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Seen and Heard Prom Review
16 and PROM 17: CBSO/Sakari
Oramo () and
Ravel: Mother Goose – suite
Stravinsky: Scherzo Fantastique
Mussorgsky, orch. Ravel: Pictures at an Exhibition
Barbara Hannigan, soprano
City of Birmingham Symphony Orchestra
Sakari Oramo, conductor
Beethoven: The Creatures of Prometheus – overture
Tippett: Divertimento on Sellinger’s Round
Mozart: ‘Chi sà qual sia’; ‘Bella mia fiamma… Resta, o cara’
Beethoven: Symphony No. 8 in F major
Kate Royal, soprano
Douglas Boyd, conductor
The best performance of Pictures at an Exhibition I ever heard was at Manchester’s Bridgewater Hall, with Mikhail Pletnev conducting his gifted Russian National Orchestra. Something about hearing real live Russians play Mussorgsky’s most famous work brought home just how Russian it really is, even with Ravel’s refined, supremely Western orchestration superimposed. It was fresh and exciting, and – at least at the Great Gate at Kiev – exuded the raw Russian power of Mussorgsky’s most monumental masterpiece, Boris Godunov.
What was great about that performance was what Wednesday’s
performance – by the City of
Oramo was more successful dealing with Ravel the composer, however, than with Ravel the interpreter. In the Mother Goose suite, which opened the concert, Ravel set fairy tales and bedtime stories to music of the utmost delicacy, in a score that sparkled with pretty orchestral colouration. The CBSO put in equally splendid playing here, and Oramo’s conducting showed a great sensitivity to Ravel’s translucent textures. But it was an odd choice to open a concert: five quiet, pastel-hued pieces were simply not enough to stop the audience from fidgeting with plastic bags, keys and programmes. Better chosen was Stravinsky’s early Scherzo Fantastique, which opened the second half. A piece of little consequence, perhaps, but jolly good fun.
The only real standout in this concert, though, was the London premier of Henri Dutilleux’s Correspondances. A tightly-woven song cycle for soprano and orchestra, it showed Dutilleux to be a master of orchestration on a par with Ravel and Stravinsky. The first setting – a poem by Prithwindra Mukherjee – opened with a melodic ground bass for timpani and the lower strings playing pizzicato. The piquant whine of an accordion shone through the textures of the second movement, in which Barbara Hannigan’s soprano recited a letter from Solzhenitsyn to Mstislav Rostropovich and Galina Vishnevskaya. The third and fourth songs, both entitled Gong, belonged to a different world – ritualised and abstracted, with a slowly throbbing chord pulsing through Rainer Maria Rilke’s poetry, at once eerie and aurally pleasing. All of this was accomplished with great skill on Dutilleux’s part, but the last movement was on another level again: a correspondence from Vicent van Gogh to his brother Theo on the nature of art and religion, built around a passacaglia that grew in intensity as Hannigan’s vocal line crept ever higher and higher. This movement was as much symphonic as songlike, and brought to mind the finale of Mahler’s Das Lied von der Erde in its marriage of the two forms. It made for a dramatic, hugely satisfying work that won a big roar of approval from the Prommers when it finished, and an even bigger one when Dutilleux himself – looking every one of his 89 years – appeared from behind a curtain to receive his well-deserved appreciation in person.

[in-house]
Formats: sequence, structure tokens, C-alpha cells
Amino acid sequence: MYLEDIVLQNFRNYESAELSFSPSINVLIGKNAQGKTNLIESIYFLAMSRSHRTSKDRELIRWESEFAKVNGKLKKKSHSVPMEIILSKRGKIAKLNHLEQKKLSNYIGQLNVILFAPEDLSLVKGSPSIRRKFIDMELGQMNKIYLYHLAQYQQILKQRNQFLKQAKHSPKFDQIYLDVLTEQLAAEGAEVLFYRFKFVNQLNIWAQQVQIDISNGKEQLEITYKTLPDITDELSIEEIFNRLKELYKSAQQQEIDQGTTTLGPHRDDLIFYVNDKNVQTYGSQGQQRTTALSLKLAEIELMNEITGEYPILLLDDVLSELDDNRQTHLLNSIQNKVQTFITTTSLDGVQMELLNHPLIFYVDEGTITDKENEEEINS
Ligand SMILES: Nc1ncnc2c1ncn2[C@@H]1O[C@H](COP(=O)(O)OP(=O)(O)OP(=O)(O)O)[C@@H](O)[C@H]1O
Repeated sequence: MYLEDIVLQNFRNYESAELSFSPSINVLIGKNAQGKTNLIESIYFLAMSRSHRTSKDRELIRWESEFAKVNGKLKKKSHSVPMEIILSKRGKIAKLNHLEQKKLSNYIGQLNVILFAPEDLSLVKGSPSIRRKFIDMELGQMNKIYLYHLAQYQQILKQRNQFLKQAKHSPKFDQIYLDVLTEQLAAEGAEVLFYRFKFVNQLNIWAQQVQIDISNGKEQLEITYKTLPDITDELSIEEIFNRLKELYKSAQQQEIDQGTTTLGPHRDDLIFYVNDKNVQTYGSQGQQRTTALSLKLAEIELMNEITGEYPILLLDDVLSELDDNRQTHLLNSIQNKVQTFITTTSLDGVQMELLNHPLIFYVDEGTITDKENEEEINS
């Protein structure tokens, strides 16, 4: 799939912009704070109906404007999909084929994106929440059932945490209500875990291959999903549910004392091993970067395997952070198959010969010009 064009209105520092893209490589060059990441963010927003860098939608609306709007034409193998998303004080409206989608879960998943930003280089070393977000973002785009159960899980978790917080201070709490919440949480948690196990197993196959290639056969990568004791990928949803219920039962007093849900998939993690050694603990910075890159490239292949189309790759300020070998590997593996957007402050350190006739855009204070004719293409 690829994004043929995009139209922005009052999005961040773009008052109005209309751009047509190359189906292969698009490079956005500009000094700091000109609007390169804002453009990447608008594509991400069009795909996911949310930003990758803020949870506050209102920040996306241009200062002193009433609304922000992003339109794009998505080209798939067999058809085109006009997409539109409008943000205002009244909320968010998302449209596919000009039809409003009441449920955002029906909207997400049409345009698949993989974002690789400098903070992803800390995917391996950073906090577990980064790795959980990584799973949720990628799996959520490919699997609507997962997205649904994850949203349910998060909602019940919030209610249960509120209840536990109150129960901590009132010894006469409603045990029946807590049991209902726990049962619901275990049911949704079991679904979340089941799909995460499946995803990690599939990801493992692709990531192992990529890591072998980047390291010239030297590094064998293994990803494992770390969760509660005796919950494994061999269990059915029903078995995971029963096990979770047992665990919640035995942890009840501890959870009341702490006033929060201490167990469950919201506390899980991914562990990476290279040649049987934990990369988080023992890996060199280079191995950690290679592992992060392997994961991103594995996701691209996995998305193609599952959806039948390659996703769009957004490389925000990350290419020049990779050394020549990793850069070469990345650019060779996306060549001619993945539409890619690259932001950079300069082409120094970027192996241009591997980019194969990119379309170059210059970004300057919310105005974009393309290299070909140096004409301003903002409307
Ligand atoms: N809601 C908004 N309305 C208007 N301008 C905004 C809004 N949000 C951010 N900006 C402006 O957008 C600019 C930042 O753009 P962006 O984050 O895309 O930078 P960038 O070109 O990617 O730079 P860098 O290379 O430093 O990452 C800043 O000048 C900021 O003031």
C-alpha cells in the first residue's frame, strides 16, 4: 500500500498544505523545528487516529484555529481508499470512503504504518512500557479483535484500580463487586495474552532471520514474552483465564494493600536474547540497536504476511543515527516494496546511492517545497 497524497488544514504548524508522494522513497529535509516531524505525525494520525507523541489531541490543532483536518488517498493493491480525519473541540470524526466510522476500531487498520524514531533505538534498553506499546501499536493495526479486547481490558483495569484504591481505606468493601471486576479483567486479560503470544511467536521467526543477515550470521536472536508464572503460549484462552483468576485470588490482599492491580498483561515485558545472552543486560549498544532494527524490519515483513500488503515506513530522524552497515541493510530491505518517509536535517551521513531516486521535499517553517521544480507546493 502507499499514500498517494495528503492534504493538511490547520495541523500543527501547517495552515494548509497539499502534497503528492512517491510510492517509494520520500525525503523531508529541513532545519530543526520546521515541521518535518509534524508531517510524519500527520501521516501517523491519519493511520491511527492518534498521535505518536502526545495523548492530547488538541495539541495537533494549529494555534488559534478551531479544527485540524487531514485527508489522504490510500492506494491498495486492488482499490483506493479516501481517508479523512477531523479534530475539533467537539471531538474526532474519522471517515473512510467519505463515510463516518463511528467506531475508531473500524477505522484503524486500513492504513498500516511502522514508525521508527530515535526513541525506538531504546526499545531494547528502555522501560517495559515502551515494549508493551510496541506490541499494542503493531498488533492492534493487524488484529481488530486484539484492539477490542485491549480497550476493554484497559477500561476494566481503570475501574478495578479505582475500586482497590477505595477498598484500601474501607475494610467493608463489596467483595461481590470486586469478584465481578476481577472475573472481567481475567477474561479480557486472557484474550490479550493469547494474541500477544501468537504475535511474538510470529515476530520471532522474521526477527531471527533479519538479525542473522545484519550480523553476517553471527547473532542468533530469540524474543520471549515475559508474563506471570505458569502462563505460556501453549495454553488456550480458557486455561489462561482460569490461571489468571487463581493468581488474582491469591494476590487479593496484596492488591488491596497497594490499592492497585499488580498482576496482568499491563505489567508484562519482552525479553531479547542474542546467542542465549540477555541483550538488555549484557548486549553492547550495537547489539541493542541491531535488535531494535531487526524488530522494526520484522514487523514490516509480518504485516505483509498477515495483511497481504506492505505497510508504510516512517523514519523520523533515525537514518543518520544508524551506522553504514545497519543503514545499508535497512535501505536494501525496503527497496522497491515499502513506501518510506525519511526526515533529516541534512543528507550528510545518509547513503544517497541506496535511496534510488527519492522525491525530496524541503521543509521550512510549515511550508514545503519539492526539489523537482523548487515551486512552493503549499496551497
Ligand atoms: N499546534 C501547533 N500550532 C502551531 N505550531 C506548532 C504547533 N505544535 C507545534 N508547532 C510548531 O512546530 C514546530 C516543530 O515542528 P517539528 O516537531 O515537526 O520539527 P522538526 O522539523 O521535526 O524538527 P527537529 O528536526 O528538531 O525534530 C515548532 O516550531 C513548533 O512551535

If Barbara Hannigan had struggled a little with the extremely wide-ranging vocal line in that piece, the up-and-coming young soprano Kate Royal might have fared better. In her appearance later that evening with the Manchester Camerata and Douglas Boyd, she showed off a remarkably secure range in two of Mozart’s most complex concert arias. In Chi sà qual sia and Bella mia fiamma, Royal sang with great feeling for both text and melodic contour, with just the right vocal quality and demeanour for this sort of music. Her mid-low range had a lovely mezzo quality, but she was capable of soaring, without noticeable strain, to near-coloratura heights at the close of Bella mia fiamma. A talent to watch.
The Camerata made for able accompanists, though something of the crispness of their playing was lost in the muddy RAH acoustic. Small orchestras never fare well in such a huge space, especially when nearly everyone has gone home for the night, but they nevertheless gave us a marvellously energetic account of Beethoven’s Eighth Symphony. Boyd drove the first movement on with great vigour, turning the exciting development section into an extended crescendo of ever-growing intensity. The impatient woodwind ticking of the second movement was perhaps a little too forward, but the strings played pertly and with great attention to detail. And despite the acoustic quagmire Boyd and his players were on top of every note at all times, even in the finale which started at the exhausting hour of . It made for a lovely late night treat, and ended with smiles from conductor and audience alike.